Sports associations and THC testing

May 9, 2023

Since the legalization of cannabis in Canada in 2018 and with a growing number of U.S. states legalizing it for medical or recreational purposes, various international and national sporting bodies and sports leagues have been updating their rules regarding cannabis testing.

A new report from the Wall Street Journal published in April states the World Anti-Doping Agency (WADA) will keep cannabis on its list of banned substances for 2023, despite previously announcing that it would conduct a scientific review to evaluate the status of cannabis on its banned substances list. Moreover, the agency’s Prohibited List Expert Advisory Group has supported keeping cannabis on the ban list, suggesting that based on the available scientific evidence, cannabis meets the criteria to be included on it.

Meanwhile, following a seven-year collective bargaining agreement, the NBA and National Basketball Players Association have reached an agreement that would result in officially removing cannabis drug testing requirements for athletes.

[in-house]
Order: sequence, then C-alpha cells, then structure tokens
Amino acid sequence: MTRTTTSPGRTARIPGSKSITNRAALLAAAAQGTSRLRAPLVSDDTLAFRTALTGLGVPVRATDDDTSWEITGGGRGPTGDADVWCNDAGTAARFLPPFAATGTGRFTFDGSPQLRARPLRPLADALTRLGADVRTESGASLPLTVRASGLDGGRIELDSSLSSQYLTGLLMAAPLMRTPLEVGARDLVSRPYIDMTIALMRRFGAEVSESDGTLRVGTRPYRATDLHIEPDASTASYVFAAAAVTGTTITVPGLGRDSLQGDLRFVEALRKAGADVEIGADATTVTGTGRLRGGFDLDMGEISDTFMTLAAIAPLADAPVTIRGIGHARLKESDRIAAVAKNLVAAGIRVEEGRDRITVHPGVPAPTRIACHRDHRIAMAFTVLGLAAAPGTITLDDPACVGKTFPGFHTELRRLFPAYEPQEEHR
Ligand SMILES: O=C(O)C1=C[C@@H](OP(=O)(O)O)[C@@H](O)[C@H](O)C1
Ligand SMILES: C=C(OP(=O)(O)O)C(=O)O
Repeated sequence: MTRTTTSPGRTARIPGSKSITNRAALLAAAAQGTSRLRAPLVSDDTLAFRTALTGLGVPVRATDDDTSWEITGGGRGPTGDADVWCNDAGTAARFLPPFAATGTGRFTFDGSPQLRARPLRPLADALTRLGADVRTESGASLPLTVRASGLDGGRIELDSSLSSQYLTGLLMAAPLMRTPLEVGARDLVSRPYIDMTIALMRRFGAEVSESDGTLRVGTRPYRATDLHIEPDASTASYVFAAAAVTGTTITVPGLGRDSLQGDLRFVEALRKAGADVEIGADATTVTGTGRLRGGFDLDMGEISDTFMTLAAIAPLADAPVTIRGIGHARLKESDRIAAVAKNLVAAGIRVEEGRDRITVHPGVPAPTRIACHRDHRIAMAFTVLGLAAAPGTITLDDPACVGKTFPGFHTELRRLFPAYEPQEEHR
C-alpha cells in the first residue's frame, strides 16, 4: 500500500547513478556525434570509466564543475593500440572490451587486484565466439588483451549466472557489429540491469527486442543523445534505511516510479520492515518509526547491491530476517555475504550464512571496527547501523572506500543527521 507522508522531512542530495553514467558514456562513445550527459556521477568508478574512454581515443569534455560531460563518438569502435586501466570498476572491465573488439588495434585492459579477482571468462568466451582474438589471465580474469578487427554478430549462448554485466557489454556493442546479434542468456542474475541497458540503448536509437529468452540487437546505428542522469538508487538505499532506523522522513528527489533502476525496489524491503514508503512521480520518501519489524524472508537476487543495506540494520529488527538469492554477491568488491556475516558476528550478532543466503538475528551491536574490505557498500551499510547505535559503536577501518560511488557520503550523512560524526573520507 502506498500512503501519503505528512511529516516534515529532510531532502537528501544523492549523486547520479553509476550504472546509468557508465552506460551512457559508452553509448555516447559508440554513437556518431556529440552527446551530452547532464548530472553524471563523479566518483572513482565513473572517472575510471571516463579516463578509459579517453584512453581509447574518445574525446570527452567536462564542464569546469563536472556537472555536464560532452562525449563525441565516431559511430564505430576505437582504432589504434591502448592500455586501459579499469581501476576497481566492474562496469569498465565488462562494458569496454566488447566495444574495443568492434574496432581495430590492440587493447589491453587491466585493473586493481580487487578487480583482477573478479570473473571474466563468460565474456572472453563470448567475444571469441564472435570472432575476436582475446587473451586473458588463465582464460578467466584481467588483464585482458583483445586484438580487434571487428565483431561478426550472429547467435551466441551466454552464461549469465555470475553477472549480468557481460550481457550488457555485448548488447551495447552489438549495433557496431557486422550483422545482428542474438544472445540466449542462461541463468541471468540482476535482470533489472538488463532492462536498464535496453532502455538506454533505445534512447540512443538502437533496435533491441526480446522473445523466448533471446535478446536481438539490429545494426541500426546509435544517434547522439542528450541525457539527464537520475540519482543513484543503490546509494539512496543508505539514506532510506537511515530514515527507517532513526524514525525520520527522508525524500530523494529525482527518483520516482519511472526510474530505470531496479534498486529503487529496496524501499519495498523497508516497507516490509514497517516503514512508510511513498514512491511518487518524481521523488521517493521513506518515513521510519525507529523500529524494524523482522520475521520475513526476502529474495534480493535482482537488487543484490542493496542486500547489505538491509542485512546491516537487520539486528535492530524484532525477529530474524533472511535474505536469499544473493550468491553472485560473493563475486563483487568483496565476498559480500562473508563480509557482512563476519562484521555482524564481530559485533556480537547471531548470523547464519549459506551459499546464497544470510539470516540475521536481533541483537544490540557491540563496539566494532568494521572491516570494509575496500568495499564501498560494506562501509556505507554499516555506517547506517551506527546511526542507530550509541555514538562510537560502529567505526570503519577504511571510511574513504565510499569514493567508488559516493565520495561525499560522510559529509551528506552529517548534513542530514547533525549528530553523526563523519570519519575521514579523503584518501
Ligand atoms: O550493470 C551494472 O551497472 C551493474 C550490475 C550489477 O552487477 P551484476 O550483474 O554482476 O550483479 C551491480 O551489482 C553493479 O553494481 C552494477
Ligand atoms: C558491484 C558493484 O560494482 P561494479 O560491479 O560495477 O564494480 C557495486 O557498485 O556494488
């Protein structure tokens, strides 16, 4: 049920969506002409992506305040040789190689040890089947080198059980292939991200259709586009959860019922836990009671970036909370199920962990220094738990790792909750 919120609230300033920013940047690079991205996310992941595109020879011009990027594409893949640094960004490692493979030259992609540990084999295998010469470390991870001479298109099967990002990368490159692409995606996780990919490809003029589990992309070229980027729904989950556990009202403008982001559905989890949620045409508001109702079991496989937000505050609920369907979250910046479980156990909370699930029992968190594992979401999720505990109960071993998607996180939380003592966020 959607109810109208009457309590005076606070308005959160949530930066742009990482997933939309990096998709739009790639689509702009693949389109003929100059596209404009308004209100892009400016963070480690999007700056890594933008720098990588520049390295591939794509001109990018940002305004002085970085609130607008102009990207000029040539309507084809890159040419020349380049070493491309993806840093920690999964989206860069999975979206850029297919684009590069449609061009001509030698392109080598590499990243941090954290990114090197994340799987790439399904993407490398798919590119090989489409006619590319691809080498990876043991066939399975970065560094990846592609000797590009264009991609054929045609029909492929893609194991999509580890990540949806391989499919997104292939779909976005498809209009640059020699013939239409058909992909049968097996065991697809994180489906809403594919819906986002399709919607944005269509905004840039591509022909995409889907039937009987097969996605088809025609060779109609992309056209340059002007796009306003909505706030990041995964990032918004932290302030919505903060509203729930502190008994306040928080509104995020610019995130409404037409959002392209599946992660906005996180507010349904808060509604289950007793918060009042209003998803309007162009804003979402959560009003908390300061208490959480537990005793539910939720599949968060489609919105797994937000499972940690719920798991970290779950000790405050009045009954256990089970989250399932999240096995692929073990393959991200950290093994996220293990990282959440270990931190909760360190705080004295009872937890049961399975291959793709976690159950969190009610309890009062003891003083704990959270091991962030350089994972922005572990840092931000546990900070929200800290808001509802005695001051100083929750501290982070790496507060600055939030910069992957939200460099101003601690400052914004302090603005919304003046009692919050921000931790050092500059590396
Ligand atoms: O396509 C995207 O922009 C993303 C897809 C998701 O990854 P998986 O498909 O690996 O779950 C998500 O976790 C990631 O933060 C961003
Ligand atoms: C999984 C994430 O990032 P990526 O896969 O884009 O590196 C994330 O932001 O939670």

On the other hand, the NFL’s Collective Bargaining Agreement (CBA) regarding cannabis testing has been unchanged since 2020. As a result of the agreement, the league decreased the cannabis testing window from four months over the summer to two weeks at the beginning of training camp. Furthermore, the threshold for a positive THC test was also increased to 150 nanograms of THC/milliliter from 35 ng/mL. If tested positive for cannabis use, NFL players currently do not receive suspensions, but are required to undergo a medical review to determine whether they need treatment.

Earlier in April, the Chicago Cubs became the first Major League Baseball team with a cannabidiol (CBD) sponsor after signing a deal with Mynd Drinks. According to the agreement, the Chicago-based brand will have several activations within Wrigley Field, including baseline signage, in-game features, and international marketing rights in the United Kingdom for the 2023 regular season. Both WADA and the US Anti-Doping Agency (USADA) exempted the CBD from their list of prohibited substances in 2018.

“We’re proud to be the first club to partner with a CBD company, but what was more important to us was making sure that the brand was the right fit,” said Alex Seyferth, the Cubs’ vice president of corporate partnerships, in a released statement.